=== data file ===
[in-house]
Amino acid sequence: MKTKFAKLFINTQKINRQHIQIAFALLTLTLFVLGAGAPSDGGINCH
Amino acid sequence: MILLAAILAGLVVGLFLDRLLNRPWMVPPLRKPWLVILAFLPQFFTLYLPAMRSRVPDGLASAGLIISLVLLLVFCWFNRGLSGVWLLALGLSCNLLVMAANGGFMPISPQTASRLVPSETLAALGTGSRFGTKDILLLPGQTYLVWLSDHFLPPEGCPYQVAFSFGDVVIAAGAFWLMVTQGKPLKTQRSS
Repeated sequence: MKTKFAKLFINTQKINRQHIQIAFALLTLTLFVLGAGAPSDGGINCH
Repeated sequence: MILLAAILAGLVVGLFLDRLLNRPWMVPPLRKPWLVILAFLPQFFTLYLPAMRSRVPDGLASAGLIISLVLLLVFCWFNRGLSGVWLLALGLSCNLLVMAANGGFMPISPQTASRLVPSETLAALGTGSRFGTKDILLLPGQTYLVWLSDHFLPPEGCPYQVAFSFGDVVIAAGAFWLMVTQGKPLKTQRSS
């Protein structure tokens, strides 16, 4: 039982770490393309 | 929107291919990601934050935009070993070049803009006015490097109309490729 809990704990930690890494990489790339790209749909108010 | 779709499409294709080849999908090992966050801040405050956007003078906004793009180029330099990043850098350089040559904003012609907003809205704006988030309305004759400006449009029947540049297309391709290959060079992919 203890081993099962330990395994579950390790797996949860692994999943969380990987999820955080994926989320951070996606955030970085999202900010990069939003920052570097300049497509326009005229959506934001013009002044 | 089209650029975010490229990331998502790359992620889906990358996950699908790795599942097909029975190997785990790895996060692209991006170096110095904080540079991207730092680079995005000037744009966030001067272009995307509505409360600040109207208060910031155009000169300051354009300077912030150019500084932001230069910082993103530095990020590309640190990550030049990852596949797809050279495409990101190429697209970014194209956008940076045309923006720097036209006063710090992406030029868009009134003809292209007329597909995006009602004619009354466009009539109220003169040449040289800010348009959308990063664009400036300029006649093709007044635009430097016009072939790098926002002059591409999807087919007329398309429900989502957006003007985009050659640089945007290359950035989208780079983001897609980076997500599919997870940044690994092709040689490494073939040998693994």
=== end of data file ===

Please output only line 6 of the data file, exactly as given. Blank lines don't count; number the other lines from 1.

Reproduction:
């Protein structure tokens, strides 16, 4: 039982770490393309 | 929107291919990601934050935009070993070049803009006015490097109309490729 809990704990930690890494990489790339790209749909108010 | 779709499409294709080849999908090992966050801040405050956007003078906004793009180029330099990043850098350089040559904003012609907003809205704006988030309305004759400006449009029947540049297309391709290959060079992919 203890081993099962330990395994579950390790797996949860692994999943969380990987999820955080994926989320951070996606955030970085999202900010990069939003920052570097300049497509326009005229959506934001013009002044 | 089209650029975010490229990331998502790359992620889906990358996950699908790795599942097909029975190997785990790895996060692209991006170096110095904080540079991207730092680079995005000037744009966030001067272009995307509505409360600040109207208060910031155009000169300051354009300077912030150019500084932001230069910082993103530095990020590309640190990550030049990852596949797809050279495409990101190429697209970014194209956008940076045309923006720097036209006063710090992406030029868009009134003809292209007329597909995006009602004619009354466009009539109220003169040449040289800010348009959308990063664009400036300029006649093709007044635009430097016009072939790098926002002059591409999807087919007329398309429900989502957006003007985009050659640089945007290359950035989208780079983001897609980076997500599919997870940044690994092709040689490494073939040998693994």